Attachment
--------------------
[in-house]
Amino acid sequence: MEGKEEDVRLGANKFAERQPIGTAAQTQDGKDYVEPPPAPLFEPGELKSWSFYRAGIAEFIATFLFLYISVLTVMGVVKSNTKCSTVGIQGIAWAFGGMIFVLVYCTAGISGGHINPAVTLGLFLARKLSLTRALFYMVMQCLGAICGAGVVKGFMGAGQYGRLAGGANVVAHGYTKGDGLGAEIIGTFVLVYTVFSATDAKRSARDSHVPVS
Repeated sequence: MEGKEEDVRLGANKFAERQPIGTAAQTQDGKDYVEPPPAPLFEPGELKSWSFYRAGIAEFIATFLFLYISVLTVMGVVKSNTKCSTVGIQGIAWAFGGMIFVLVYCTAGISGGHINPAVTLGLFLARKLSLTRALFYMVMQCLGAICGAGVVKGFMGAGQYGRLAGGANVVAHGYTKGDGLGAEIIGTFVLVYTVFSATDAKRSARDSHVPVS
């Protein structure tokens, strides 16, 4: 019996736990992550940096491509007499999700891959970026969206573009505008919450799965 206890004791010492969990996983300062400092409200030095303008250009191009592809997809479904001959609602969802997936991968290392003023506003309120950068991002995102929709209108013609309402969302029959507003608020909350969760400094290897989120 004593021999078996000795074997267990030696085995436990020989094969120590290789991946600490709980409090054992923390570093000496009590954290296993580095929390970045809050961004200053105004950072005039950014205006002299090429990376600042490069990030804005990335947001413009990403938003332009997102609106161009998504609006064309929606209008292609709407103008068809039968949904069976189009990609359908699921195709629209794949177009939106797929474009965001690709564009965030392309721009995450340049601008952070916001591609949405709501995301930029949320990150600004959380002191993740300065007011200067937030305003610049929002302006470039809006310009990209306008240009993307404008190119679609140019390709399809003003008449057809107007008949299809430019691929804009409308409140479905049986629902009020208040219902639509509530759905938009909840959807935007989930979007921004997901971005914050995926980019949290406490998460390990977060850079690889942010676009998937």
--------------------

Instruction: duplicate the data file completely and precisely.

[in-house]
Amino acid sequence: MEGKEEDVRLGANKFAERQPIGTAAQTQDGKDYVEPPPAPLFEPGELKSWSFYRAGIAEFIATFLFLYISVLTVMGVVKSNTKCSTVGIQGIAWAFGGMIFVLVYCTAGISGGHINPAVTLGLFLARKLSLTRALFYMVMQCLGAICGAGVVKGFMGAGQYGRLAGGANVVAHGYTKGDGLGAEIIGTFVLVYTVFSATDAKRSARDSHVPVS
Repeated sequence: MEGKEEDVRLGANKFAERQPIGTAAQTQDGKDYVEPPPAPLFEPGELKSWSFYRAGIAEFIATFLFLYISVLTVMGVVKSNTKCSTVGIQGIAWAFGGMIFVLVYCTAGISGGHINPAVTLGLFLARKLSLTRALFYMVMQCLGAICGAGVVKGFMGAGQYGRLAGGANVVAHGYTKGDGLGAEIIGTFVLVYTVFSATDAKRSARDSHVPVS
């Protein structure tokens, strides 16, 4: 019996736990992550940096491509007499999700891959970026969206573009505008919450799965 206890004791010492969990996983300062400092409200030095303008250009191009592809997809479904001959609602969802997936991968290392003023506003309120950068991002995102929709209108013609309402969302029959507003608020909350969760400094290897989120 004593021999078996000795074997267990030696085995436990020989094969120590290789991946600490709980409090054992923390570093000496009590954290296993580095929390970045809050961004200053105004950072005039950014205006002299090429990376600042490069990030804005990335947001413009990403938003332009997102609106161009998504609006064309929606209008292609709407103008068809039968949904069976189009990609359908699921195709629209794949177009939106797929474009965001690709564009965030392309721009995450340049601008952070916001591609949405709501995301930029949320990150600004959380002191993740300065007011200067937030305003610049929002302006470039809006310009990209306008240009993307404008190119679609140019390709399809003003008449057809107007008949299809430019691929804009409308409140479905049986629902009020208040219902639509509530759905938009909840959807935007989930979007921004997901971005914050995926980019949290406490998460390990977060850079690889942010676009998937």